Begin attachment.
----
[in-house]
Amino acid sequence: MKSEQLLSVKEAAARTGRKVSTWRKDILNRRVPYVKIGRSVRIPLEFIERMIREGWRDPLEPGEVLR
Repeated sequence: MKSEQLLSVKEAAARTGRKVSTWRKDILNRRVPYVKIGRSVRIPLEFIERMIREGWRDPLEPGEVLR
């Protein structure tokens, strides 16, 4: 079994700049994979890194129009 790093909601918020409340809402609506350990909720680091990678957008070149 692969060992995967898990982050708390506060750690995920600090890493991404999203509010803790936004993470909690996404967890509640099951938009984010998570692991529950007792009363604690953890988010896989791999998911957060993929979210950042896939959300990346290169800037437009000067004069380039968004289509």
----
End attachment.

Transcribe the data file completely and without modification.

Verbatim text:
[in-house]
Amino acid sequence: MKSEQLLSVKEAAARTGRKVSTWRKDILNRRVPYVKIGRSVRIPLEFIERMIREGWRDPLEPGEVLR
Repeated sequence: MKSEQLLSVKEAAARTGRKVSTWRKDILNRRVPYVKIGRSVRIPLEFIERMIREGWRDPLEPGEVLR
């Protein structure tokens, strides 16, 4: 079994700049994979890194129009 790093909601918020409340809402609506350990909720680091990678957008070149 692969060992995967898990982050708390506060750690995920600090890493991404999203509010803790936004993470909690996404967890509640099951938009984010998570692991529950007792009363604690953890988010896989791999998911957060993929979210950042896939959300990346290169800037437009000067004069380039968004289509």